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Dave made an accidental foray into digital marketing after graduating from the University of Minnesota Duluth and hasn’t looked back. Having spent the first part of his marketing journey brand-side, he now works with the Uproer team to help clients realize their goals through the lens of search.

When not at work, you’ll find Dave staying active and living a healthy lifestyle, listening to podcasts, and enjoying live music. A Minnesotan born and raised, his favorite sport is hockey and he still finds time to skate once in a while.

Dave’s DiSC style is C. He enjoys getting things done deliberately and systematically without sacrificing speed and efficiency. When it comes to evaluating new ideas and plans, he prefers to take a logical approach, always sprinkling on a bit of healthy skepticism for good measure. At work, Dave’s happiest when he has a chance to dive deep into a single project for hours at a time. He loves contributing to Uproer and being a part of a supportive team but is most productive when working solo.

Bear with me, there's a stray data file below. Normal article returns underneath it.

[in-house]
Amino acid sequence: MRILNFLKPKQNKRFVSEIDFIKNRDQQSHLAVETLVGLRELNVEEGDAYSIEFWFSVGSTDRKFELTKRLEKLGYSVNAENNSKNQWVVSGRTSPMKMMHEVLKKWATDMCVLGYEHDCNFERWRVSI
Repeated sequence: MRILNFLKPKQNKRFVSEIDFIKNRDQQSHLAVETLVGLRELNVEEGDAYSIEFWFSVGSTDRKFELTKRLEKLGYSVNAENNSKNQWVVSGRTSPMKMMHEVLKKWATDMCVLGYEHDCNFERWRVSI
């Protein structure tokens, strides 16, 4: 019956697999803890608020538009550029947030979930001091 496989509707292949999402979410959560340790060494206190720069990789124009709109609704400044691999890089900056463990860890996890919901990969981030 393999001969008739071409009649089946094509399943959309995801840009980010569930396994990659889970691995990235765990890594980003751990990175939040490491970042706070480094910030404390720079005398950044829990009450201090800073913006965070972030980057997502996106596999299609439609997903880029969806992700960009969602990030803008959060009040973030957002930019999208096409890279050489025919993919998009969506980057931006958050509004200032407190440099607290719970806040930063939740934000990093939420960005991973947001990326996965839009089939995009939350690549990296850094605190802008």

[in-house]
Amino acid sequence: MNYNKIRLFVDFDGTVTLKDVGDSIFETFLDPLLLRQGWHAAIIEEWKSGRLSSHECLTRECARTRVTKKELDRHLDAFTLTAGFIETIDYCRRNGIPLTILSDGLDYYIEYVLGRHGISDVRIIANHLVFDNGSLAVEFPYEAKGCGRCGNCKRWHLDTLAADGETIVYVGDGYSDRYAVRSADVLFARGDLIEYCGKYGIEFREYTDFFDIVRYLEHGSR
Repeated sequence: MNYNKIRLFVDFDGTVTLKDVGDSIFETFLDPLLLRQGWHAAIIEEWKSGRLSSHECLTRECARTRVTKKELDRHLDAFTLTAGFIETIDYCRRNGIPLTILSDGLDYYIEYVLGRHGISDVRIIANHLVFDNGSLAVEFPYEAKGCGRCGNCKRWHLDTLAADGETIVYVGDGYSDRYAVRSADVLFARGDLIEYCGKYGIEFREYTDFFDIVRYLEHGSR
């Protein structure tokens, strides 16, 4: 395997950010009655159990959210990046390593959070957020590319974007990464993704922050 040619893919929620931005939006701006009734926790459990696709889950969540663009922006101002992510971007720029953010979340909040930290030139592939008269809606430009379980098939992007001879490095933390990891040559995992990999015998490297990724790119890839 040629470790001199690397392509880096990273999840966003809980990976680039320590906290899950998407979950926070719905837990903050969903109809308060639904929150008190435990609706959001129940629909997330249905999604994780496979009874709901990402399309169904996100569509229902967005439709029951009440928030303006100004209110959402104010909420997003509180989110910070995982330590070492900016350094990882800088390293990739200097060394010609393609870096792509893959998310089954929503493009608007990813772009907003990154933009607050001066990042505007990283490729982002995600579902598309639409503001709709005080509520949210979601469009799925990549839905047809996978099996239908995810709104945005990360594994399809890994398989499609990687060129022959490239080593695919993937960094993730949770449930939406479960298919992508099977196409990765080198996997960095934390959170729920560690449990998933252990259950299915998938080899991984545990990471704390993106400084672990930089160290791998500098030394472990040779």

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Griffin Roer

Griffin discovered SEO in 2012 during a self-taught web development course and hasn’t looked back. After years of working as an SEO consultant to some of the country’s largest retail and tech brands, Griffin pursued his entrepreneurial calling of starting an agency in May of 2017.

Outside of work, Griffin enjoys going to concerts and spending time with his wife, two kids, and four pets.